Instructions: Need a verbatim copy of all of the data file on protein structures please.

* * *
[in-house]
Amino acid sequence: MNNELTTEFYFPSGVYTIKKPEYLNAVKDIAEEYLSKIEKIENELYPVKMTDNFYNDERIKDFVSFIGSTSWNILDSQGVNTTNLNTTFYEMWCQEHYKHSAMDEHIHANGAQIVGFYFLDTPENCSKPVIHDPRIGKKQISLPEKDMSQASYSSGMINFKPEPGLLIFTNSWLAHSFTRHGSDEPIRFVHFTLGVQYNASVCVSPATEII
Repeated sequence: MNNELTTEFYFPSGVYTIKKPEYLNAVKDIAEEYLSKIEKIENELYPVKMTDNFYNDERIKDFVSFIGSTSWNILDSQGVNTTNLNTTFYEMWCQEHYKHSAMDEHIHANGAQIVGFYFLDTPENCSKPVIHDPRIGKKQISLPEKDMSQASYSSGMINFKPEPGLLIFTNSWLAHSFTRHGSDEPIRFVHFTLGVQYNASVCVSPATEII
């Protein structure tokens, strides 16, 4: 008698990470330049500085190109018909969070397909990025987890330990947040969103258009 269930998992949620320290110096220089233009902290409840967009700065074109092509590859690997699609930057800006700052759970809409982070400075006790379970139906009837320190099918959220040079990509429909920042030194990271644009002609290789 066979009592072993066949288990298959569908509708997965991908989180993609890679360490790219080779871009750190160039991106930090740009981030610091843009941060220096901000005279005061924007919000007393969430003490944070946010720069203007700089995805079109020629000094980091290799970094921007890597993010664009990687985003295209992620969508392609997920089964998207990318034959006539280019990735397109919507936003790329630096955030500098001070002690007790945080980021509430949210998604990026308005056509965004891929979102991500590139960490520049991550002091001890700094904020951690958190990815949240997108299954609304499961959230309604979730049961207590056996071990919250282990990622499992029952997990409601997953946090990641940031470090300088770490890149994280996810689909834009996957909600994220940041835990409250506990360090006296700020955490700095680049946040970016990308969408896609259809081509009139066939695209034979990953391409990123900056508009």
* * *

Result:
[in-house]
Amino acid sequence: MNNELTTEFYFPSGVYTIKKPEYLNAVKDIAEEYLSKIEKIENELYPVKMTDNFYNDERIKDFVSFIGSTSWNILDSQGVNTTNLNTTFYEMWCQEHYKHSAMDEHIHANGAQIVGFYFLDTPENCSKPVIHDPRIGKKQISLPEKDMSQASYSSGMINFKPEPGLLIFTNSWLAHSFTRHGSDEPIRFVHFTLGVQYNASVCVSPATEII
Repeated sequence: MNNELTTEFYFPSGVYTIKKPEYLNAVKDIAEEYLSKIEKIENELYPVKMTDNFYNDERIKDFVSFIGSTSWNILDSQGVNTTNLNTTFYEMWCQEHYKHSAMDEHIHANGAQIVGFYFLDTPENCSKPVIHDPRIGKKQISLPEKDMSQASYSSGMINFKPEPGLLIFTNSWLAHSFTRHGSDEPIRFVHFTLGVQYNASVCVSPATEII
């Protein structure tokens, strides 16, 4: 008698990470330049500085190109018909969070397909990025987890330990947040969103258009 269930998992949620320290110096220089233009902290409840967009700065074109092509590859690997699609930057800006700052759970809409982070400075006790379970139906009837320190099918959220040079990509429909920042030194990271644009002609290789 066979009592072993066949288990298959569908509708997965991908989180993609890679360490790219080779871009750190160039991106930090740009981030610091843009941060220096901000005279005061924007919000007393969430003490944070946010720069203007700089995805079109020629000094980091290799970094921007890597993010664009990687985003295209992620969508392609997920089964998207990318034959006539280019990735397109919507936003790329630096955030500098001070002690007790945080980021509430949210998604990026308005056509965004891929979102991500590139960490520049991550002091001890700094904020951690958190990815949240997108299954609304499961959230309604979730049961207590056996071990919250282990990622499992029952997990409601997953946090990641940031470090300088770490890149994280996810689909834009996957909600994220940041835990409250506990360090006296700020955490700095680049946040970016990308969408896609259809081509009139066939695209034979990953391409990123900056508009």